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II.

They call me through this hush of woods, reposing
In the grey stillness of the summer morn,
They wander by when heavy flowers are closing,
And thoughts grow deep, and winds and stars are

born;
E’en as a fount's remember'd gushings burst
On the parch'd traveller in his hour of thirst,
E'en thus they haunt me with sweet sounds, till

worn

By quenchless longings, to my soul I say, Oh! for the dove's swift wings, that I might flee

away,

III.

And find mine ark !-yet whither?-I must bear · A yearning heart within me to the grave. I am of those o’er whom a breath of airJust darkening in its course the lake's bright wave, And sigbing through the feathery canes 1-hath

power To call up shadows, in the silent hour, From the dim past, as from a wizard's cave!

So must it be !—These skies above me spread, Are they my own soft skies?-_Ye rest not here, my

dead!

IV.

Ye far amidst the southern flowers lie sleeping, Your

graves all smiling in the sunshine clear, Save one !-a blue, lone, distant main is sweeping High o'er one gentle head-ye rest not here ! 'Tis not the olive, with a whisper swaying, Not thy low ripplings, glassy water, playing Through my own chesnut groves, which fill mine

ear ; But the faint echoes in my breast that dwell, And for their birth-place moan, as moans the ocean

shell.2

V.

Peace !-I will dash these fond regrets to earth,
Ev'n as an eagle shakes the cumbering rain
From his strong pinion. Thou that gav'st me

birth,
And lineage, and once home,-my native Spain !
My own bright land—my father's land-my child's!
What hath thy son brought from thee to the wilds ?
He hath brought marks of torture and the chain,

Traces of things which pass not as a breeze, A blighted name, dark thoughts, wrath, we--thy

gifts are these.

VI.

A blighted name!-I hear the winds of morn-
Their sounds are not of this !--I hear the shiver
Of the green reeds, and all the rustlings, borne
From the high forest, when the light leaves quiver:
Their sounds are not of this !—the cedars, waving,
Lend it no tone: His wide savannahs laving,
It is not murmur'd by the joyous river !

What part hath mortal name, where God alone Speaks to the mighty waste, and through its heart is

known?

VII.

Is it not much that I may worship Him,
With nought my spirit's breathings to control,
And feel His presence in the vast, and dim,
And whispery woods, where dying thunders roll
From the far cataracts ?-Shall I not rejoice
That I have learn'd at last to know His voice
From man's ?-I will rejoice !-my soaring soul

Now hath redeem'd her birth-right of the day, And won, through clouds, to Him, her own unfetter'd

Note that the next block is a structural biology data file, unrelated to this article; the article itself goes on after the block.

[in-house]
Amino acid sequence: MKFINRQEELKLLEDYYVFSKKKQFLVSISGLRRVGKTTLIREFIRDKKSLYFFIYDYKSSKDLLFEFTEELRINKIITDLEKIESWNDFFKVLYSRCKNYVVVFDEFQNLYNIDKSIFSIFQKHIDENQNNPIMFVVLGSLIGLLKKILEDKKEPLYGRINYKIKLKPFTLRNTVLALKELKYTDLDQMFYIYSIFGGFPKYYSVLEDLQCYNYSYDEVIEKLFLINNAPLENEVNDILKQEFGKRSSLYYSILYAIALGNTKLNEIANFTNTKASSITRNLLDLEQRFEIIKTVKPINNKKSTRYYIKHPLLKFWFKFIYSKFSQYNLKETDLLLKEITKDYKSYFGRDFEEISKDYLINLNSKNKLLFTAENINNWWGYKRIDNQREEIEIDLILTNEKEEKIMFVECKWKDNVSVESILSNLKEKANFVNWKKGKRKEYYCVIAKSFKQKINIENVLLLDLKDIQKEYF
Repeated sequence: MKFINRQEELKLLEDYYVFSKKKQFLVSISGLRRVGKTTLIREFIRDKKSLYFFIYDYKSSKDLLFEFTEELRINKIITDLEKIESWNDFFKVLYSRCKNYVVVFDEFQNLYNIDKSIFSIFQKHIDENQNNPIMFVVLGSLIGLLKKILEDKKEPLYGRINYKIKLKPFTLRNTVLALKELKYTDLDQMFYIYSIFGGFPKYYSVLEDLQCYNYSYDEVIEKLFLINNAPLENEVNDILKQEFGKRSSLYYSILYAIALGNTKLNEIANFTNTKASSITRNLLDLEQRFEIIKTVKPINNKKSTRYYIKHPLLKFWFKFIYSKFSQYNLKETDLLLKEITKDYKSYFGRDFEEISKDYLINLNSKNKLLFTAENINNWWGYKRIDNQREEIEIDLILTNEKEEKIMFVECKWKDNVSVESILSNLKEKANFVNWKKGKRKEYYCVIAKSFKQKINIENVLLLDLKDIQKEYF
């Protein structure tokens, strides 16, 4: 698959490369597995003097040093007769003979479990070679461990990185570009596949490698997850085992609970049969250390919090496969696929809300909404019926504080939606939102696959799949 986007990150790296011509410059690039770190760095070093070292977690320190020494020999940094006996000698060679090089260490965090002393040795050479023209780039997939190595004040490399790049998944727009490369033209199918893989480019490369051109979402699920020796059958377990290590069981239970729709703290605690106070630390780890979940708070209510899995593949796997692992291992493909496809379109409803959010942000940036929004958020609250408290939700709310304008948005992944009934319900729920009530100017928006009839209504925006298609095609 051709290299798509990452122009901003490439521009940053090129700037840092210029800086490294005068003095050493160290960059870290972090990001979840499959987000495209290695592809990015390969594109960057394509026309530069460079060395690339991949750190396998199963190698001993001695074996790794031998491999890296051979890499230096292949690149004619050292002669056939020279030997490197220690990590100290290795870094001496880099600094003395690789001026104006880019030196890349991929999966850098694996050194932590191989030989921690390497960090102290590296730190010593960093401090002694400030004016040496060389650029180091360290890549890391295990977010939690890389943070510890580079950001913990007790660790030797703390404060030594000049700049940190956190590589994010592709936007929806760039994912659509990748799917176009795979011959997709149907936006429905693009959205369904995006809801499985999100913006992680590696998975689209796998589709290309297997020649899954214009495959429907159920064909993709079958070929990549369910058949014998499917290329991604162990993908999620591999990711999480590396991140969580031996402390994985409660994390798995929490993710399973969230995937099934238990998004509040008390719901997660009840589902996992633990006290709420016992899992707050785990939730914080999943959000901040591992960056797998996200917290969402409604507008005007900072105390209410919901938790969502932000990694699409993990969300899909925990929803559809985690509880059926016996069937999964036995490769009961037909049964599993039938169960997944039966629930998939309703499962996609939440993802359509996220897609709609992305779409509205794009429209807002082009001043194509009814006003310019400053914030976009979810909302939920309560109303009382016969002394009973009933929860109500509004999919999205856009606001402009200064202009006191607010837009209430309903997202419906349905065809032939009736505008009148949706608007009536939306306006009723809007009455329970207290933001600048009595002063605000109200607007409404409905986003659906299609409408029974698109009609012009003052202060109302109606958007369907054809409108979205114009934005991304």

way!

VIII.

And thou, my boy! that silent at my knee
Dost lift to mine thy soft, dark, earnest eyes,
Fill’d with the love of childhood, which I see
Pure through its depths, a thing without disguise
Thou that hast breath'd in slumber on my breast,
When I have check'd its throbs to give thee rest,
Mine own! whose young thoughts fresh before

me rise ! Is it not much that I may guide thy prayer, And circle thy glad soul with free and healthful air?

IX.

Why should I weep on thy bright head, my boy?
Within thy fathers' halls thou wilt not dwell,
Nor lift their banner, with a warrior's joy,
Amidst the sons of mountain chiefs, who fell
For Spain of old.—Yet what if rolling waves
Have borne us far from our ancestral graves !
Thou shalt not feel thy bursting heart rebel

As mine hath done ; nor bear what I have borne, Casting in falsehood's mould th’ indignant brow of

scorn,

X.

This shall not be thy lot, my blessed child!
I have not sorrow'd, struggled, lived in vain-
Hear me! magnificent and ancient wild;
And mighty rivers, ye that meet the main,
As deep meets deep; and forests, whose dim shade
The flood's voice, and the wind's by swells pervade;
Hear me !-'tis well to die, and not complain,
Yet there are hours when the charg'd heart must

speak,
Ev'n in the desert's ear to pour itself, or break!

XI.

I see an oak before me,3 it hath been
The crown'd one of the woods; and might have

flung
Its hundred arms to Heaven, still freshly green,
But a wild vine around the stem hath clung,
From branch to branch close wreaths of bondage

throwing, Till the proud tree, before no tempest bowing, Hath shrunk and died, those serpent-folds among.

Alas! alas !-what is it that I see? An image of man's mind, land of my sires, with thee!

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